He feels that ‘a great many dull and ugly people must have been sacrificed to produce her’, contributing to the fact that he regards her as a manufactured object. This is again supported by him thinking that even though Lily, ‘the material, was fire, but that circumstance had fashioned it into a futile shape’. This metaphor is extremely important as it confirms both Selden’s and Wharton’s opinions. Lily is seen only as a substance – the material; ‘circumstance’ and ‘futile shape’ refer to her society modeling her into the useless person she is now.
She only has decorative value. Wharton gave us the idea that the rich are very much always wrapped up in their own lives. The main characters are Lily and Selden and the story always focuses on and revolves around them. Wharton has made it such that the working class society remains faceless and nameless; they form the background scene of the story and are casually mentioned as the ‘suburban traveller’, the ‘holiday-makers’ and so on. They play no significant role in the story and Lily and Selden do not acknowledge them at all.
If one were to imagine this story on a video tape being fast-forwarded, the throng of people would be moving in and out of the scene in the background, an insignificant blur in the storyline, while Lily and Selden would be in the central foreground, large and more alive and being watched more closely by the viewer. At the end, Wharton introduces the character Gertrude Farish. The purpose was to compare and contrast the boundaries between the upper and lower classes, the rich and the poor, and those women who succeeded and failed socially.
Gerty Farish is everything that Lily is not, and also someone who Lily looks down upon. Gerty is a woman, yet she has independence and lives in her own flat – a notion very unheard of even during those times. In their society, Gerty is clearly a failure, both socially and sexually. She is an unmarried lady; she is disgraced by the fact that she has a maid who does both the washing and cooking, something that Lily – being wealthy, and who feels that a maid should do a maid’s job and a cook, a cook’s – is unaccustomed to and sneers at.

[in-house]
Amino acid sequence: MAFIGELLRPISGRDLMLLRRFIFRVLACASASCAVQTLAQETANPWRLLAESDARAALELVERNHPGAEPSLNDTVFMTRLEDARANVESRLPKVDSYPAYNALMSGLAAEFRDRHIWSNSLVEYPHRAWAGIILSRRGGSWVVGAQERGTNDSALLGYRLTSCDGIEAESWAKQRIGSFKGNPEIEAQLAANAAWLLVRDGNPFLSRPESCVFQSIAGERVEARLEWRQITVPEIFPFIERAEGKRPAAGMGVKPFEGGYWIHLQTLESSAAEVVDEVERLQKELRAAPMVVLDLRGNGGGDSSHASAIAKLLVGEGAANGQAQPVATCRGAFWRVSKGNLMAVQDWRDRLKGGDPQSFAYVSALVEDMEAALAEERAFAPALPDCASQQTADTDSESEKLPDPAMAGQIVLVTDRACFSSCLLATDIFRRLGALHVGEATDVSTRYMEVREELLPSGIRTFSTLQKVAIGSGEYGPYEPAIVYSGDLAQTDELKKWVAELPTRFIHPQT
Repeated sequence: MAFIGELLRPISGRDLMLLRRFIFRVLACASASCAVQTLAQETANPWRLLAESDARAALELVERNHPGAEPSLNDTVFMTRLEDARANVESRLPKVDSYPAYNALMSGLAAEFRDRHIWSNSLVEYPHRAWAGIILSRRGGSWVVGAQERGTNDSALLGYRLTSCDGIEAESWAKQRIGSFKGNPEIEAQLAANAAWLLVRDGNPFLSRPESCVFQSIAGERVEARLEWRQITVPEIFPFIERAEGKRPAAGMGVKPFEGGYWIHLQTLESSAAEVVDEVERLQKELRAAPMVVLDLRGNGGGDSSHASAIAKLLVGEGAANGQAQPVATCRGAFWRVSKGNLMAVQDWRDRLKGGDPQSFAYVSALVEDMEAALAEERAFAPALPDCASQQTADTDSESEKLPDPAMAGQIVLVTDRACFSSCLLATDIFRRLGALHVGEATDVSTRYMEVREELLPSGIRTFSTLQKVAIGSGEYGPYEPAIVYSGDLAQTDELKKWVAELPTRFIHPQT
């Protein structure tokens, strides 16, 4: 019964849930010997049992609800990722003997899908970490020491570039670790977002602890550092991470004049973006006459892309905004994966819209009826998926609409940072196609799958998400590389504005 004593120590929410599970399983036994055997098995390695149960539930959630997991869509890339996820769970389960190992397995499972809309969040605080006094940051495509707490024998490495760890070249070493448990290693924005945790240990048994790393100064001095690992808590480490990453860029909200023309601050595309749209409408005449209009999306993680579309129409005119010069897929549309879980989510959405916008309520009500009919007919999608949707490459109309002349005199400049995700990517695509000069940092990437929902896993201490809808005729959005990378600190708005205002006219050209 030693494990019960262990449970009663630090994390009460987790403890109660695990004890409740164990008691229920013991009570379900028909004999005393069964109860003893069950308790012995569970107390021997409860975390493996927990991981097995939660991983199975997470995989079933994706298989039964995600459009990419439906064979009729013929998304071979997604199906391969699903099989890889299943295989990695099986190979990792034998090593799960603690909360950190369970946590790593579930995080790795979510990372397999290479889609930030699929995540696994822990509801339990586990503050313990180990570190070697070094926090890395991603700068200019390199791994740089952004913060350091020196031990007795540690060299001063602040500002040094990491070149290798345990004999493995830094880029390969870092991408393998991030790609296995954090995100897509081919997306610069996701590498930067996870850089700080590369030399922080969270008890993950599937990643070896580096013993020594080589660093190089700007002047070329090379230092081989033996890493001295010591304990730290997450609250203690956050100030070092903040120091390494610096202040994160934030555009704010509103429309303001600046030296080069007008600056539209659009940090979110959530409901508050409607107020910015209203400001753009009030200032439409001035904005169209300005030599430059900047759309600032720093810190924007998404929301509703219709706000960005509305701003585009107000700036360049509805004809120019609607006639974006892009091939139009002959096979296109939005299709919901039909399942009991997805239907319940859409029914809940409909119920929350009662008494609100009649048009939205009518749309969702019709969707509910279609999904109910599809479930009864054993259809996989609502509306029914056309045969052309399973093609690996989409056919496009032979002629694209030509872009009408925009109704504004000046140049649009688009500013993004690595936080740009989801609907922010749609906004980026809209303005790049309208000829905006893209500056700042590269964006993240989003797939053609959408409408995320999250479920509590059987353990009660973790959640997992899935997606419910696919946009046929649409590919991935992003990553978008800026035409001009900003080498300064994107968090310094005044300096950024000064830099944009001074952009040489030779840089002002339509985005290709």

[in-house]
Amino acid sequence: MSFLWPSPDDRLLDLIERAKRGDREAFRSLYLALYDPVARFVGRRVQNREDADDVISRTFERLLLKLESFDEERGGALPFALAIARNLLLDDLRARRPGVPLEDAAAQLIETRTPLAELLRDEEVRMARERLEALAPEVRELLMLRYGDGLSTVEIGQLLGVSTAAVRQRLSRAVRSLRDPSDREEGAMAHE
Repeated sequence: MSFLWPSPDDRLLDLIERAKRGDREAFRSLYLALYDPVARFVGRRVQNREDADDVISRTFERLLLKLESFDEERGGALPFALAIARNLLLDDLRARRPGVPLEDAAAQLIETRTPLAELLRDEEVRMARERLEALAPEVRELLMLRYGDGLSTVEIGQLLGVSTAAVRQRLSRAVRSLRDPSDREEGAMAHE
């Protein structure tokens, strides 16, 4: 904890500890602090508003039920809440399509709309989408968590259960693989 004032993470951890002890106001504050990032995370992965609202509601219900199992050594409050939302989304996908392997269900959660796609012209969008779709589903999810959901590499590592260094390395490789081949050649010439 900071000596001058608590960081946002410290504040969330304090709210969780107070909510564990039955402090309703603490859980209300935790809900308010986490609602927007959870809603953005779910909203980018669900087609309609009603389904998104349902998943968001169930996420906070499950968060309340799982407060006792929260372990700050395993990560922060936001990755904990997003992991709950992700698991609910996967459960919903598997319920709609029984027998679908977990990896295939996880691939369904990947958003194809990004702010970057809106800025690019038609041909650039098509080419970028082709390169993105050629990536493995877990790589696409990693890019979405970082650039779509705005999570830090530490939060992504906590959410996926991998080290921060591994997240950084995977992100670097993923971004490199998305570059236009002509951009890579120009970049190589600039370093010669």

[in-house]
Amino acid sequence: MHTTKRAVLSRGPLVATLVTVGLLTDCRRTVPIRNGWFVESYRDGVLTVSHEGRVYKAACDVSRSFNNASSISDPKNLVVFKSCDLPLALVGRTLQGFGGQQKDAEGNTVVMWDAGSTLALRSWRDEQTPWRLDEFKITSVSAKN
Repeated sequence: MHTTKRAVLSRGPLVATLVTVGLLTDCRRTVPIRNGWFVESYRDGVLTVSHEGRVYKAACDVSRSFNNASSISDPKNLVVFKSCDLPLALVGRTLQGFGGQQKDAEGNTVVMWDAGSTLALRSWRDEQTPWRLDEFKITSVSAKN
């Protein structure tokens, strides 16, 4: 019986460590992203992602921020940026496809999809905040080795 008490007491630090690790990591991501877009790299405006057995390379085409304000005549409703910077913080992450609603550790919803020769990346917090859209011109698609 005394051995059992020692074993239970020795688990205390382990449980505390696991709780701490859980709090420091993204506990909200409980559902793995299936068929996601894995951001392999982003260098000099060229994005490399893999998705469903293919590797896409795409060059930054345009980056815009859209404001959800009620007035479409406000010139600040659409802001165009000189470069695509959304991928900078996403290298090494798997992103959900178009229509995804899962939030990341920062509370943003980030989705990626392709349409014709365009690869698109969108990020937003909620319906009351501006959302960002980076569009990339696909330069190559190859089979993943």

This shows the differences between those with positions high up on the social ladder and those at the bottom. However Wharton has presented Lily with a contradictory view. Lily looks down upon women who do not have money, who have the independence and freedom to do whatever they want, who are ‘ugly and unmarriageable’. However, at the same time, we sense admiration in Lily for these women as she herself feels that it is a priviledge to have independence and to own a flat, and ‘what a miserable thing it is to be a woman! ‘. Wharton again presents us with an ironic issue.
Lily feels that it is degrading for a woman to remain unmarried at a certain age. However, she herself is already twenty-nine years old. It was abnormal for women, during the early twentieth century, to remain unmarried, yet Lily was. She is this showing a rebellious streak in her along with that bit of independence that she craves. Edith Wharton has written this first chapter with conviction about the issues present in the earlier part of the twentieth century. She has portrayed the characters to play the roles that were evident during this time period, between class and gender, the issues and the contradictions.